There are 55 non-banking PPIs operational now, apart from 50 wallets promoted by banks. They were initially given time till December 31, 2017 to make those accounts KYC-compliant, which was extended to February 28.
According to reports, PPIs were feeling that the KYC requirement was very challenging and if the guidelines were to be implemented, they feared losing business as 90 per cent customers have been onboarded using the minimum KYC, which is giving the telephone number.
The PPI industry also feels that if KYC is done for mobile phones, the same should take care of security concerns.
"The guidelines are designed to strengthen safety and security of transactions and customer protection," Mr Kanungo said, adding that KYC requirements are necessary to usher in inter-operability.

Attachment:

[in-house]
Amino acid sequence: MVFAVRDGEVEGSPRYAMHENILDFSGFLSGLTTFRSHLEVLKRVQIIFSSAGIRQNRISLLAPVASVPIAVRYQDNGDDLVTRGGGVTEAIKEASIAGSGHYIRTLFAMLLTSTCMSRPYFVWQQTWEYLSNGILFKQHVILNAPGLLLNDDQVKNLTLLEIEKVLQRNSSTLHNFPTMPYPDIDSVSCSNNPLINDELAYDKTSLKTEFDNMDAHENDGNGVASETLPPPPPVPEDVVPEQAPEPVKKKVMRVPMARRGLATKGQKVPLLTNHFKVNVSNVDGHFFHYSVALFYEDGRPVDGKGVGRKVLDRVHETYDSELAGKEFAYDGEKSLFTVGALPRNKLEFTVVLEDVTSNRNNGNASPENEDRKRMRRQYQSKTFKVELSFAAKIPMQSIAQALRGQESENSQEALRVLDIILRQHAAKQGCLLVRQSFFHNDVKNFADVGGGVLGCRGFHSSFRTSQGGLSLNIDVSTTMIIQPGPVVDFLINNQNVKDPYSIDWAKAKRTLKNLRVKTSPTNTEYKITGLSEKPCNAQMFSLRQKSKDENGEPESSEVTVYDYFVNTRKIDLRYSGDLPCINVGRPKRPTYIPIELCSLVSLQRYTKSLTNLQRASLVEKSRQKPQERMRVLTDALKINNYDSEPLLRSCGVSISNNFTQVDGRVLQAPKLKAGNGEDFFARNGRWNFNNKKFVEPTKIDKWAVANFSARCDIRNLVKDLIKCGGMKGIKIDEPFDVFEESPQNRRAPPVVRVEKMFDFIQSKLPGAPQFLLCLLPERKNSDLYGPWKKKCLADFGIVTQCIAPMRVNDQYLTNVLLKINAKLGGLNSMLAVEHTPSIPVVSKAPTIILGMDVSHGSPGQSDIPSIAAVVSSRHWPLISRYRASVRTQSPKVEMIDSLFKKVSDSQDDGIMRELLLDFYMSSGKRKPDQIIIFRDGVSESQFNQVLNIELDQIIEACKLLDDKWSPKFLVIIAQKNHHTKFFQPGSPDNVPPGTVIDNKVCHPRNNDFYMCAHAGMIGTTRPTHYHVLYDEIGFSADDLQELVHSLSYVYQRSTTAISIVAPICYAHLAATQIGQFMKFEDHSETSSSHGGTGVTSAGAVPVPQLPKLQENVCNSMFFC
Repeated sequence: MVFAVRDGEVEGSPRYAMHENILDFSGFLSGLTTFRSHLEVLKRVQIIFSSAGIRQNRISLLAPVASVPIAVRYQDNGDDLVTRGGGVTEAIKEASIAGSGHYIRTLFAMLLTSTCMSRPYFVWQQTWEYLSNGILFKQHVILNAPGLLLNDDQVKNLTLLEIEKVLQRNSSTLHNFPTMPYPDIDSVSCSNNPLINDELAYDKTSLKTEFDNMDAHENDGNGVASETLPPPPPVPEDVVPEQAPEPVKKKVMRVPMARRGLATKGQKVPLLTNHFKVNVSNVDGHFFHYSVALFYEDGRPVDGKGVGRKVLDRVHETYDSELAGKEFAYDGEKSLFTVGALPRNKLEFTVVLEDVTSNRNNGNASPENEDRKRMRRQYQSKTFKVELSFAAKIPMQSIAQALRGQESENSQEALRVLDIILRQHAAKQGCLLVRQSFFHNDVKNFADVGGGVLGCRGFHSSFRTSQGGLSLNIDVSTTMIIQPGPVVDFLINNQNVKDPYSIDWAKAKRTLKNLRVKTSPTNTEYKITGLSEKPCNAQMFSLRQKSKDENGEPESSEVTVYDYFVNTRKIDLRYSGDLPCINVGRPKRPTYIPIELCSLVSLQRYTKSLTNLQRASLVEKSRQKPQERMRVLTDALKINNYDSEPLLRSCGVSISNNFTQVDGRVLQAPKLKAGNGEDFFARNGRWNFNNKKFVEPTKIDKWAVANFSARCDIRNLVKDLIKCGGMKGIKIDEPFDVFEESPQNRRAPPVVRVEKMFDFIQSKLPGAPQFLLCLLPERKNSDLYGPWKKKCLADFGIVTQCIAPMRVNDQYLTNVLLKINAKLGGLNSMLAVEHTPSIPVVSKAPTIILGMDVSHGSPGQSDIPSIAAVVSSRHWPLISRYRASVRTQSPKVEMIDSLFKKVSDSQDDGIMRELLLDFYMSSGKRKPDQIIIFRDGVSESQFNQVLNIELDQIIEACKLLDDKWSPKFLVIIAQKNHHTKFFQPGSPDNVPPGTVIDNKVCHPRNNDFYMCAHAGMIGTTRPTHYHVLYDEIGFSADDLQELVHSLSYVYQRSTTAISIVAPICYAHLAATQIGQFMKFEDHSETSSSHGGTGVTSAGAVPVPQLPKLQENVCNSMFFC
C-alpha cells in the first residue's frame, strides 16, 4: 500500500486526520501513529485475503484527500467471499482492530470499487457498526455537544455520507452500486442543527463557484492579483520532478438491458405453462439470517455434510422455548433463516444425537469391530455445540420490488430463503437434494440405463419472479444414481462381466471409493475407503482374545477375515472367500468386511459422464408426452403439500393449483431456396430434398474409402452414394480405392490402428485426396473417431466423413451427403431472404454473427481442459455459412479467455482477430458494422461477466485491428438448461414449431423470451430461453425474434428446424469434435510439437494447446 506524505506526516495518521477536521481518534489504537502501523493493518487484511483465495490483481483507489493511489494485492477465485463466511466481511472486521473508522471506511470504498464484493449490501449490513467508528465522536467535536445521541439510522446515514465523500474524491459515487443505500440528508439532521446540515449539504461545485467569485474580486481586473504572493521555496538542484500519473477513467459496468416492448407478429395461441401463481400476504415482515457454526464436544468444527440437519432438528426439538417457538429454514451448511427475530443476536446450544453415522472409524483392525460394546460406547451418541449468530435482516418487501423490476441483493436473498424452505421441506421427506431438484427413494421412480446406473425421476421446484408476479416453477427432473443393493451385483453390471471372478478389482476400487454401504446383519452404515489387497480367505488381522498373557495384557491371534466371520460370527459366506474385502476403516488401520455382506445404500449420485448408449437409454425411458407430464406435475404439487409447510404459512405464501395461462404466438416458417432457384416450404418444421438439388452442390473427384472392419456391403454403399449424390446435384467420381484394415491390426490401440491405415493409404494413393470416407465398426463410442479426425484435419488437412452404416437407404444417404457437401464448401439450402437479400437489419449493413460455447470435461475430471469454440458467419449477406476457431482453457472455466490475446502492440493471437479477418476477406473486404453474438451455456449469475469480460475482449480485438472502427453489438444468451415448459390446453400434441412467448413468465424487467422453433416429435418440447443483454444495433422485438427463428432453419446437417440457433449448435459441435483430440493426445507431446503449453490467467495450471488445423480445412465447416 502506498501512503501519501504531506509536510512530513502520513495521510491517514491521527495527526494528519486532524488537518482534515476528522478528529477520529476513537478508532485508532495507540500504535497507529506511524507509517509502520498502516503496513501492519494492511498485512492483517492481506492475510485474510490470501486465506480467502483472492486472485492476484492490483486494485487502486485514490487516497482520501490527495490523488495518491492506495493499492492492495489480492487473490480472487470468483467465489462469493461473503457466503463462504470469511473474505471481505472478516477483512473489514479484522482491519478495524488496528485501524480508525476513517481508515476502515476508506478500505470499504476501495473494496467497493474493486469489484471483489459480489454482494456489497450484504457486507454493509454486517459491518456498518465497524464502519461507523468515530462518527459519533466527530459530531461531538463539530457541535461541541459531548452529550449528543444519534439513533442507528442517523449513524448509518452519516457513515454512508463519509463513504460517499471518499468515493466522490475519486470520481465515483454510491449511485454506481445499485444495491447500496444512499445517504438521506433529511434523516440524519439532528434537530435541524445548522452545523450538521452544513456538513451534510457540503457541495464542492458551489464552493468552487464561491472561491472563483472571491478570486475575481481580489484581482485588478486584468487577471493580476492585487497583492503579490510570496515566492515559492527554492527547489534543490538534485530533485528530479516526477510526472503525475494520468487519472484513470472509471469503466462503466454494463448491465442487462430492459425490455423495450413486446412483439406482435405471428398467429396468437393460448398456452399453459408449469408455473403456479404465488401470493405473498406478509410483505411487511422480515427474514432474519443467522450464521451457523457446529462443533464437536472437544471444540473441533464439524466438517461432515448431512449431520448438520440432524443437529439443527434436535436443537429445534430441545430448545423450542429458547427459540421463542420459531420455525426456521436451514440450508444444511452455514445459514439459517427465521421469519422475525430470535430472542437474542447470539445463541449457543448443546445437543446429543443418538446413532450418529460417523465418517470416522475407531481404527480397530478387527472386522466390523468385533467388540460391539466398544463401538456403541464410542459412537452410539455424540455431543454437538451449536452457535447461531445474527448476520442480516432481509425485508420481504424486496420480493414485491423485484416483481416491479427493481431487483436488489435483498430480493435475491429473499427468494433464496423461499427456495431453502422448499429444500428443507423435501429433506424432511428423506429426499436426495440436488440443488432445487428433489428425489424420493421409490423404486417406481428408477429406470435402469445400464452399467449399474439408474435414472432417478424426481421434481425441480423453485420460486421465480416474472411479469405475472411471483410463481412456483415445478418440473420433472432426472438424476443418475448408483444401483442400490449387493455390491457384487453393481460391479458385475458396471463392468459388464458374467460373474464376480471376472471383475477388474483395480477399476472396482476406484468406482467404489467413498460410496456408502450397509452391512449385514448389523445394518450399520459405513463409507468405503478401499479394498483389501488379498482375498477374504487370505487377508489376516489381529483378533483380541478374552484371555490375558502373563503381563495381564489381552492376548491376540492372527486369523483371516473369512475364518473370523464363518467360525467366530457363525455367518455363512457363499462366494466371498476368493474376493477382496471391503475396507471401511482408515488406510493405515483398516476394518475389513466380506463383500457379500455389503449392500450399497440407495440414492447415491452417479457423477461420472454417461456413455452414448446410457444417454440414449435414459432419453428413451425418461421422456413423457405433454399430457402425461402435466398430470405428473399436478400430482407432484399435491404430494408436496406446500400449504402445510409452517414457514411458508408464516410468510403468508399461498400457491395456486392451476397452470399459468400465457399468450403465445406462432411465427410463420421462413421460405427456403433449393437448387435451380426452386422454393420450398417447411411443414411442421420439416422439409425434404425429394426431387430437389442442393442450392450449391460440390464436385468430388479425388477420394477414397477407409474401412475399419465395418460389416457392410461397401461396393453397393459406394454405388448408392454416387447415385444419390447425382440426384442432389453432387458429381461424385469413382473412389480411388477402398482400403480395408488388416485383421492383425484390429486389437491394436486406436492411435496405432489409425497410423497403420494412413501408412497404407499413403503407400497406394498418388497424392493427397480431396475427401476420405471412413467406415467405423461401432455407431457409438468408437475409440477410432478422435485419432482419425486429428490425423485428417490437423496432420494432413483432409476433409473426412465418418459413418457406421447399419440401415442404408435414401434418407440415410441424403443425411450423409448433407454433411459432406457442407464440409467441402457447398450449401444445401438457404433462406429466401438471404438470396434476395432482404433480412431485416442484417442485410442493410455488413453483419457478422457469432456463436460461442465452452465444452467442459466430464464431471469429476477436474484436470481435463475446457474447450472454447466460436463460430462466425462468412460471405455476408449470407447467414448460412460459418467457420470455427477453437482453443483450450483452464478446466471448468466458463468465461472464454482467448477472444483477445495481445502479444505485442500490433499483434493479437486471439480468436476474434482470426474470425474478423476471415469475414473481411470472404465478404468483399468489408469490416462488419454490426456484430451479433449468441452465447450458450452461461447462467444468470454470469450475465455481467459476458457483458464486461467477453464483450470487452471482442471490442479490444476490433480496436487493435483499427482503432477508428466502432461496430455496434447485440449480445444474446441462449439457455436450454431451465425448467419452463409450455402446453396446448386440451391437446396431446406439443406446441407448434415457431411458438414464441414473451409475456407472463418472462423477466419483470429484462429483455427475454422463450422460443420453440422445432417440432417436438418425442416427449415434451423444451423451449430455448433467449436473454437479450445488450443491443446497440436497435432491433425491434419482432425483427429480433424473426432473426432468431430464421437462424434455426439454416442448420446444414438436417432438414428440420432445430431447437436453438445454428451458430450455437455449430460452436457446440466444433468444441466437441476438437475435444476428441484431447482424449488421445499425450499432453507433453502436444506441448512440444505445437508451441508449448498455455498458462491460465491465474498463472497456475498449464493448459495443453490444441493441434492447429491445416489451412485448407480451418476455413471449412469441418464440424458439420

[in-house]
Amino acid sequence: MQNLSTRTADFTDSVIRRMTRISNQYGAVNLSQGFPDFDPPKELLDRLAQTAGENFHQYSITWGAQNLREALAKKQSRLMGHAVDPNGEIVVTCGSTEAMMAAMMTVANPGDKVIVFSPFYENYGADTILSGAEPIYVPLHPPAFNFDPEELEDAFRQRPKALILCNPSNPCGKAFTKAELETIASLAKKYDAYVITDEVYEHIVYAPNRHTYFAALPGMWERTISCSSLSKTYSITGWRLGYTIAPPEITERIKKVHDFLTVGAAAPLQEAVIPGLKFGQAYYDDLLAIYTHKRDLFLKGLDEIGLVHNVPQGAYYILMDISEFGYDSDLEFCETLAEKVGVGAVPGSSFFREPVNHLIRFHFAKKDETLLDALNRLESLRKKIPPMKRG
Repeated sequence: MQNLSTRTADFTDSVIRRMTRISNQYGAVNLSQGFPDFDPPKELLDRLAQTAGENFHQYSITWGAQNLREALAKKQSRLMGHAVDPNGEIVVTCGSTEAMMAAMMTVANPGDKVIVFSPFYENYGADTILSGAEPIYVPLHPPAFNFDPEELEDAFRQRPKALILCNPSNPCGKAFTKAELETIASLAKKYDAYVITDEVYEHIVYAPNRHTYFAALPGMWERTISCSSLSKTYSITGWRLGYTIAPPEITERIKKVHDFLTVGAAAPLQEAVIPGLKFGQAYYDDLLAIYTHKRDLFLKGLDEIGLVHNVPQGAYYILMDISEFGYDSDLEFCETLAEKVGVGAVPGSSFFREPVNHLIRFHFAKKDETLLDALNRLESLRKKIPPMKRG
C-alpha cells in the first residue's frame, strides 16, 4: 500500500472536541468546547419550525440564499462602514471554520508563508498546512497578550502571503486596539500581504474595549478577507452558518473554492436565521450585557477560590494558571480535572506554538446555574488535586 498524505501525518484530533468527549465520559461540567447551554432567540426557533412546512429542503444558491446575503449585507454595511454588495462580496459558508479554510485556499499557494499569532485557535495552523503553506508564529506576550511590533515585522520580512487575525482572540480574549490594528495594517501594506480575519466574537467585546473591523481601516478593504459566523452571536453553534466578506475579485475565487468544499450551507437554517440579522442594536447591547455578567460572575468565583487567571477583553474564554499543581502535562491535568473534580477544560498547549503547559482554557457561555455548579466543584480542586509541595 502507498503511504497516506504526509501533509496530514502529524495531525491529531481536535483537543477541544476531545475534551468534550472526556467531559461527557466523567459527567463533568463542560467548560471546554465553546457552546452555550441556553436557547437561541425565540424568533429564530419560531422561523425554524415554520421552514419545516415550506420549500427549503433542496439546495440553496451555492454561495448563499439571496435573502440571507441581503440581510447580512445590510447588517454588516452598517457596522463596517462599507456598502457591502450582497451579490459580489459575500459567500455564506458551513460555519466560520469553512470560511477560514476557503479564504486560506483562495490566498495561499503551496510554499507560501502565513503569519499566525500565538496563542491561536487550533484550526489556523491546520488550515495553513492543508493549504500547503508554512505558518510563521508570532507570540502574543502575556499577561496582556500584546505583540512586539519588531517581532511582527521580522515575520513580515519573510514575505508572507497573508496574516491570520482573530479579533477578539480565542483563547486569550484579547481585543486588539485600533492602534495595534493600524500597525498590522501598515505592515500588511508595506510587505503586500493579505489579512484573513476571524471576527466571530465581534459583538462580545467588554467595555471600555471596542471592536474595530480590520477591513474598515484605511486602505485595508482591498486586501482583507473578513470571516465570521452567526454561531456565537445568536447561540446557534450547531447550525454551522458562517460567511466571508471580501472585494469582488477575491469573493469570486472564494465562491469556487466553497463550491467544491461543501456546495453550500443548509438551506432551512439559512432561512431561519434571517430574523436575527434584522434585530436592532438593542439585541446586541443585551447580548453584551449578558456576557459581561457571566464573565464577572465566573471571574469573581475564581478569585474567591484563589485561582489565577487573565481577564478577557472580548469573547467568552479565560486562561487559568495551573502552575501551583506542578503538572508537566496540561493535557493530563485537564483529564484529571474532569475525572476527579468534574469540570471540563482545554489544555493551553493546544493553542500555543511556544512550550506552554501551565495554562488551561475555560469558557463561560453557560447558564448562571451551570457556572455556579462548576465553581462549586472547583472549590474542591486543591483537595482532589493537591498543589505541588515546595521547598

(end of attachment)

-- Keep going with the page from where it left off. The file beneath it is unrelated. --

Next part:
As per the master directions issued on the matter last October, the RBI wants to make inter-operability between the PPI wallets and also with bank accounts and cards possible.
Apart from paying for purchase of goods and services, PPIs are used extensively for remittances currently, which offers a very lucrative business opportunity for agencies involved in carrying out remittances.
Mr Kanungo said customers can continue to undertake transactions for purchase of goods and services as per the available balance, but will have to fulfil the KYC requirements before remitting money or reloading the wallet.
As per the laws, a customer can fulfil the KYC requirements by submitting any document like the Aadhaar number and voter ID, among others.